When Your Guests Arrive, And You Can’t Be There (cont.)
For hosts with apartments, beyond basic keys there’s the additional problem of figuring out how to buzz your guests into the building. If you aren’t around, it might seem easy enough to have a friend or a neighbor manage the intercom and buzz your guests in when they arrive. But this solution comes full of what-ifs, and if your guests are late or early, they can be left stranded in front of your building.
The Smartphone Intercom & Buzzer
The alternative is to connect the intercom to your smartphone so that when someone buzzes your door, you can answer and let them in remotely. The most popular of these “smart intercom” services is Ringo, which works similar to a Smart Lock, letting you manage your buzzer remotely, and open the door of your building from anywhere via mobile. Also like a Smart Lock, smart buzzers let you create and manage different access codes for your guests to punch into the intercom so that you can have a distinct code for cleaners, friends, and family, giving you control over who buzzes into your front door or building.
Is it For You?
Any intercom that can connect to a landline can host a service like Ringo. Of course, for most buildings the easiest way to buzz guests in the door when you aren’t there is to simply give them the code for your buzzer. Using a service like Ringo is an extra luxury, letting you manage incoming guests while also keeping private the personal access code for your intercom.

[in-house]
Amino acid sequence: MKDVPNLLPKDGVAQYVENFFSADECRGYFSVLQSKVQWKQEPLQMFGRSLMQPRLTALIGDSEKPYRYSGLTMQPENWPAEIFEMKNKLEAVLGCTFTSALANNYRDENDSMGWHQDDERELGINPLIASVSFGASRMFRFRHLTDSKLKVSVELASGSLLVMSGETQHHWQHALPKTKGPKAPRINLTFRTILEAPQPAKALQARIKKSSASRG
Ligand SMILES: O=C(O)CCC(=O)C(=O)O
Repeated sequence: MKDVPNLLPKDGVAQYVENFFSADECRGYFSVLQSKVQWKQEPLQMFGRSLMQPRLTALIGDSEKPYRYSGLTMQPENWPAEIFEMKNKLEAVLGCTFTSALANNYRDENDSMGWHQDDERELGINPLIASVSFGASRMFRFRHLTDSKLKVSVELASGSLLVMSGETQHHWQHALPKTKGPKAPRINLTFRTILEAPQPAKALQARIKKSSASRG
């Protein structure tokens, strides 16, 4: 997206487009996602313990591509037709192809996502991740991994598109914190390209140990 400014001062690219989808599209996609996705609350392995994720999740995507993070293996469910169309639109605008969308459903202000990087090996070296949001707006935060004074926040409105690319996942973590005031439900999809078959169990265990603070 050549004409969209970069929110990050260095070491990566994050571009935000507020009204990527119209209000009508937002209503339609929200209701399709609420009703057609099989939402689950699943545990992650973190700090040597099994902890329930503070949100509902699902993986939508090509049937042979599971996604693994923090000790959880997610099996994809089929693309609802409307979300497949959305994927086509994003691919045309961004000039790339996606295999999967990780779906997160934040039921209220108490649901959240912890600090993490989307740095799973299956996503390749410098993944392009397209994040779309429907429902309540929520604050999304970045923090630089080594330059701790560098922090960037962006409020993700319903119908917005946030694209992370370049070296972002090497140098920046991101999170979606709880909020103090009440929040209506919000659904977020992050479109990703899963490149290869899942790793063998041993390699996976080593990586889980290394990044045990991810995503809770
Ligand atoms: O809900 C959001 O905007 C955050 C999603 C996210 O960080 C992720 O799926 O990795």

We Can Manage Your Buzzer
Guesty’s system has a feature that allows us to handle buzzers for you. When your guest presses the buzzer, our phone rings, allowing us to grant entry for you. If your apartment’s buzzer is already connected to your phone line, you can choose to transfer that trigger number to our system.
If you don’t want to invest too much time and effort into keeping track of your buzzer, you can also just give your guests the key to the front door of the building. Of course, that means now having to deliver two keys, but all the same options still apply:
Attaching a lockbox next to your intercom outside of the building
Leaving the key at a coffee shop
Leaving the front door key with a friend/neighbor, etc.
If All Else Fails
Your guests can always just wait for another building resident coming in or out to open the front door. It’s an easy solution and works nearly every time.
But there are a couple downsides to keep in mind:
It’s an unpredictable strategy. Your guest could be kept waiting seconds or hours. If your guests are pressed for time, they might find waiting at the front door annoying and think of you as a disorganized host.
The neighbors that let your guests into the building might ask them why they’re there. If you’re uncomfortable with other people knowing about your personal business, this could be a problem. Who knows, maybe a nosy neighbor might talk to your Airbnb guests and think of listing one of his rooms on Airbnb as well, meaning more competition for you!
If that worries you, maybe think about giving your guests something semi-scripted to say if a neighbor asks why they’re there. Have your guests tell them they are old friends visiting, distant cousins, co-workers, whatever you’d like that’s vague and easy. Just make sure you let your guests know that the white lie is purely for privacy’s sake and not for some ulterior motive.
Here’s an example of what to tell your guest:
“I don’t know if you’ve heard, but Airbnb has recently gotten some bad publicity and is in regulatory limbo. Because of that, if one of my neighbors asks you for your identity I was hoping you would be comfortable with telling them that you are my friend.”
Airbnb Self Check-In Using Buzzers & More
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